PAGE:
One thing I forgot to mention in my entry for Mandalay was our visit to the famous U Bein Bridge. Made entirely of teak wood, it stretches nearly a mile long over a river to the original capital, Amarapura. We strolled along it for a sunset viewing and others in our group took canoe rides under it. It has great historical significance in Burma. We took a bus ride to a mountain town in the Shan state by the name of Kalaw, which was a hill station during the time of the British occupation. In the summers the British couldn’t handle the heat and escaped to the hills. Our hotel was from that colonial era and was very beautiful.
I was sick with a cold so I spent a lot of time resting but managed to go for an evening walk with Rahul, ending up at a bar where they served shots of whiskey for 30 cents. I thought it would cure me but I was sorely wrong and it lingered for a good week longer. That night we were about to doze off when a rousing chorus of Christmas carolers echoed from the lobby downstairs and wound it’s way up the stairs into every nook and whether we liked it or not we were inundated with the sounds of the season. The Shan state has the highest percentage of Christians in the country so we weren’t too surprised by it.
In the morning we went on a long hike in the mountains where orange groves grow in abundance along with crops of tea and coffee. Along the way, we were invited into the home of a Palau tribes woman for tea and she demonstrated her weaving skills on a makeshift but effective weaving contraption. I bought a beautiful scarf from her for $5 and later gave it to Esther, a Dutch woman in our group, who was my secret santa recipient. We have some outrageously cute pictures of Rohan all dressed up in clothes that she made.
The next day we went to Inlay Lake, where I saw more tourists than I’d seen anywhere else in Burma. I spent one whole day in bed recuperating while the others went to a stilt village on the lake. The villagers there live in homes high above the water, most accessed by boat. I heard that they went to a cigar making cooperative and a huge Buddha statue, one of the four most holy sites in Burma. We found a restaurant that we really liked and we had dinner there all three nights we were there. The waitresses name was Lulu and she was a really spunky lady who spoke english well. We found out that her sister, Meu Meu, gave cooking classes and we signed up. First she walked us through the market where we got the ingredients for our dishes and she talked about their different uses and names. She was just as awesome as her sister and when we arrived at her house to cook we were joined by her husband who was equally as helpful and knowledgable. We learned to make various curries, salads and sauces.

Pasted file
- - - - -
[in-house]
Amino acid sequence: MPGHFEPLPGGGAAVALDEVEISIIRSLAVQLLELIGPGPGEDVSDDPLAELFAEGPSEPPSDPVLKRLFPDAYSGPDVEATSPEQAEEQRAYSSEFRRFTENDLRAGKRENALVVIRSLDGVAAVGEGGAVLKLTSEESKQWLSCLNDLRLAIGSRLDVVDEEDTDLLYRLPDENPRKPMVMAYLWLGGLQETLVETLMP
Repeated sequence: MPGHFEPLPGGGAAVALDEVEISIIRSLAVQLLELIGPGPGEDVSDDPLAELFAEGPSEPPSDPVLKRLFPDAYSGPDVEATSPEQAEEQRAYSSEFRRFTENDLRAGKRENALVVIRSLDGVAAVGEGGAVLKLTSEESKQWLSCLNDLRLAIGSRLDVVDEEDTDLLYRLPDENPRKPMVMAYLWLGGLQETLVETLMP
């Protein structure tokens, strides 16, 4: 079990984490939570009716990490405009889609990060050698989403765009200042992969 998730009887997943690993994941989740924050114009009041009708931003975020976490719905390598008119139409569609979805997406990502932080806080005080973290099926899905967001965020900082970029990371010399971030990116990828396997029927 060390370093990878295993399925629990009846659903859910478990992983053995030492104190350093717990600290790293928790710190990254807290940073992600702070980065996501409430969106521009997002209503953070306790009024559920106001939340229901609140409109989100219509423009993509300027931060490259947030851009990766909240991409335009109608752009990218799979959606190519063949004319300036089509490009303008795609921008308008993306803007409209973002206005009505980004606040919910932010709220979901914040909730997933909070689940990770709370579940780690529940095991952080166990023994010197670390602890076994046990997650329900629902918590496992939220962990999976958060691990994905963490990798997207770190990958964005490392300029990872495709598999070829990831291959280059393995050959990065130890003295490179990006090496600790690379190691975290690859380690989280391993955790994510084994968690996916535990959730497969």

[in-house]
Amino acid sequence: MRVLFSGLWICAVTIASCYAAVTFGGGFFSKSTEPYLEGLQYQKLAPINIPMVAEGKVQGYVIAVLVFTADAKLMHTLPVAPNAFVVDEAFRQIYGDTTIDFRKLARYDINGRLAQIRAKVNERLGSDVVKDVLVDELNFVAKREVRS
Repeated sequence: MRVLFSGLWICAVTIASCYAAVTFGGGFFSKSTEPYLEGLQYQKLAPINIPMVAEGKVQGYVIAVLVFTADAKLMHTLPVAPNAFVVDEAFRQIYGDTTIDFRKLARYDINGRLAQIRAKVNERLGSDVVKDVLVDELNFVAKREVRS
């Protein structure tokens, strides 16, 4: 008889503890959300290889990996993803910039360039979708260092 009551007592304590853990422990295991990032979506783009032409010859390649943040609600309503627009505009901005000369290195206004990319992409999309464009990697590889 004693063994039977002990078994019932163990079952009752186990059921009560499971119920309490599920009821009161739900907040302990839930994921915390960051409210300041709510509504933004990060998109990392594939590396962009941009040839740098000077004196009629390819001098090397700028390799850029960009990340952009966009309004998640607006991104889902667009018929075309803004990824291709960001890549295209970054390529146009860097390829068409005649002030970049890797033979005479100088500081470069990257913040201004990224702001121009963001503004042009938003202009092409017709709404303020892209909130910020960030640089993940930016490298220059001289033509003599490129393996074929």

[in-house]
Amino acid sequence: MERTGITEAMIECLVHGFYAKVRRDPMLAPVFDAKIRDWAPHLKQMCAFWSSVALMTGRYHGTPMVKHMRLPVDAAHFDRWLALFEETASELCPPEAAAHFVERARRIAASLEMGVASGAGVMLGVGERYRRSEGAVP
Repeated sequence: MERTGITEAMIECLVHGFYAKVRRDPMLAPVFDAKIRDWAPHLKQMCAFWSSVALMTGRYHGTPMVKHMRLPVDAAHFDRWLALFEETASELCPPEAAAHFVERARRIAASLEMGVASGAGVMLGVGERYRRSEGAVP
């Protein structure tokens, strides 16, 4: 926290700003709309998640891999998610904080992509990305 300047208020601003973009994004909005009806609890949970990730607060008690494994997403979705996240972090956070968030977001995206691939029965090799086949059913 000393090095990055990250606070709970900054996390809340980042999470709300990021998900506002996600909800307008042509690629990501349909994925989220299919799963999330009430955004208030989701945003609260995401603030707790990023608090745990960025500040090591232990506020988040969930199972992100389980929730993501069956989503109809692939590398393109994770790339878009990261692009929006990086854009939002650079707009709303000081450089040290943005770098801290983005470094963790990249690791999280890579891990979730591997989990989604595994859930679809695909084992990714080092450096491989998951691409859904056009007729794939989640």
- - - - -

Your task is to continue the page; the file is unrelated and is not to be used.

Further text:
We all ended up chopping up A LOT of onions, garlic, ginger and tomatoes which is the base of most of their curries. I really should have taken notes but I do remember that fish curry requires more ginger. There, I learned something! Fortunately, Rahul remembers all things food. After cooking class we drove up the hill to a winery. It was so weird to be at a winery in Burma. Somehow it seemed incongruous to the culture and, honestly, the wine was just ok but the view was great and Rahul noted that it felt a bit like some of the wineries he had been to in Europe. Me and Rahul, Rohan and Jill watched the sunset there with a brother duo from the Bay area whom we had befriended at the cooking class.